The Evolution Of Masculinity By Ken Gillam And Shannon R. Wooden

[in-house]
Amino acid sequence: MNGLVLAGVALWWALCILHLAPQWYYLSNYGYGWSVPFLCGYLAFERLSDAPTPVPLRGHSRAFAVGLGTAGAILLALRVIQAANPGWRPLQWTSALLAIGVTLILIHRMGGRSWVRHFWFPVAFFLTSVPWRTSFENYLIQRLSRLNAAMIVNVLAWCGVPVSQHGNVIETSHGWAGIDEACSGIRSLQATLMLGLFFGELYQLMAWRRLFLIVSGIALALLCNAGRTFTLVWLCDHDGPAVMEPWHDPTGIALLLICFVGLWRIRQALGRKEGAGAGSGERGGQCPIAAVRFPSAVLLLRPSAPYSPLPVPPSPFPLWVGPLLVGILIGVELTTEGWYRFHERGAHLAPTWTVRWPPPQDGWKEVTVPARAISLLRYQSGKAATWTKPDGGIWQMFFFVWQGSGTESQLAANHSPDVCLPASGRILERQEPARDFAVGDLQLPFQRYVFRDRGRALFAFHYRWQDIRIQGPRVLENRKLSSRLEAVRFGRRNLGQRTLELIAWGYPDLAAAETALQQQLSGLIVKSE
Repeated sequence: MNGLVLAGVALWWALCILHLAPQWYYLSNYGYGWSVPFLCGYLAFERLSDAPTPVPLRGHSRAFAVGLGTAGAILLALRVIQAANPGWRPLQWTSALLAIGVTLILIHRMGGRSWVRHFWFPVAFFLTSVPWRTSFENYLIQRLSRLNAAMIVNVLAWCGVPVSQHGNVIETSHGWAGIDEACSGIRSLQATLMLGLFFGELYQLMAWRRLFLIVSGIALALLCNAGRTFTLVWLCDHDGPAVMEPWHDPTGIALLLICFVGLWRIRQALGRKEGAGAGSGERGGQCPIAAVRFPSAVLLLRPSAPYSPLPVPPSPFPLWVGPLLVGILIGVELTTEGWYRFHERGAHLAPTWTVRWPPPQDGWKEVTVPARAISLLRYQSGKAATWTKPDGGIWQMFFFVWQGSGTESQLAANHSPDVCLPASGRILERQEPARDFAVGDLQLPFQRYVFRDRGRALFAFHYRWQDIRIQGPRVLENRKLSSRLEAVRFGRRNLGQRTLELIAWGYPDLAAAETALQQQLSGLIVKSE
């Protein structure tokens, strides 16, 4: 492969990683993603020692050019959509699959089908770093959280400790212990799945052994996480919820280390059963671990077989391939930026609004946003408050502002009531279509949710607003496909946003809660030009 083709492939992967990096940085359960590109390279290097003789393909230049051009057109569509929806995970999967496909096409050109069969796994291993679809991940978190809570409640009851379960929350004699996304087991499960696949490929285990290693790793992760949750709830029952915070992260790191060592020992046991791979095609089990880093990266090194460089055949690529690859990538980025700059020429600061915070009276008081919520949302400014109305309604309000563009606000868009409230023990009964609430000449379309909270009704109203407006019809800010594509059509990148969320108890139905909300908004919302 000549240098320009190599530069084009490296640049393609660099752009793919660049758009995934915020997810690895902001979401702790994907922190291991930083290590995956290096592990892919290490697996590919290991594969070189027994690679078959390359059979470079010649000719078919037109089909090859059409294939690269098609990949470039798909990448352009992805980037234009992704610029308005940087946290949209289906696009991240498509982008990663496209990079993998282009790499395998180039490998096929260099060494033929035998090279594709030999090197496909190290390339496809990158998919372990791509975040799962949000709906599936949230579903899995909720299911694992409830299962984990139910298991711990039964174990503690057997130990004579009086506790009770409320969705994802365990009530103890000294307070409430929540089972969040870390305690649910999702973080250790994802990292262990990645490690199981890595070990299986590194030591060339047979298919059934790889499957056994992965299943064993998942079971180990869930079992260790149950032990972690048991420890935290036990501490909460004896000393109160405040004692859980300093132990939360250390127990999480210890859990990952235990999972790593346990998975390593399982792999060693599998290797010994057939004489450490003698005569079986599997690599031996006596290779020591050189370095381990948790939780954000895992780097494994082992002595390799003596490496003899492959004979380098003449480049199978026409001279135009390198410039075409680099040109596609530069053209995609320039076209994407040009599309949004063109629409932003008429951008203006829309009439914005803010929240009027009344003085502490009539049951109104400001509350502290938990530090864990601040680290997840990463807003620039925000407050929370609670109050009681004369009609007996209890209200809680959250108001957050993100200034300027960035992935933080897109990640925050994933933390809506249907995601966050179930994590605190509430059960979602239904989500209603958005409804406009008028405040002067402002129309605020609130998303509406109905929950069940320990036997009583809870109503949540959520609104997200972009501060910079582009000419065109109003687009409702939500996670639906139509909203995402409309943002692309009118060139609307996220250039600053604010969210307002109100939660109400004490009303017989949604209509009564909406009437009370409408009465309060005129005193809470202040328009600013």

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The Evolution of Masculinity? What makes a man, a “man”? Is it how much money he makes? The car he drives? The life he lives? Or, the amount of “Masculinity” that he shows? These are some of the stereotypical question that becomes the ideas of what men should have or strive to achieve. In Post-Princess Models of Gender: The New Man in Disney/Pixar by Ken Gillam and Shannon R. Wooden, they bring forth the ideas/thought of what the characteristic of men should be, by the overly influential control Disney and Pixar have on us and our future generation. Similar to what Matthew Immergut, in his article Manscaping: The Tangle of Nature, Culture and the Male Body, they both share ideas on the thought of man. The argument addressed in the question is either the way we view masculinity should be changed or not to determine us as men. In which the answer is, yes it should. Male or man, is a gender identity which show/ categorize, us separate from our female counterpart, Female or woman. But then are criticized on their place a “males” by getting in situation the emasculate them. Just because men independent or allowing for help, either overly sensitive or possess a lack of emotion, or whether or not “he” shaves his body or not should deter what the worlds thought on his masculinity First thought is how a man is “supposed to be” an independent/a leader. In Pixar’s “Cars”, and Disney’s “Toy Story”, we are introduced to characters Woody, a toy cowboy, and Lightning McQueen, an

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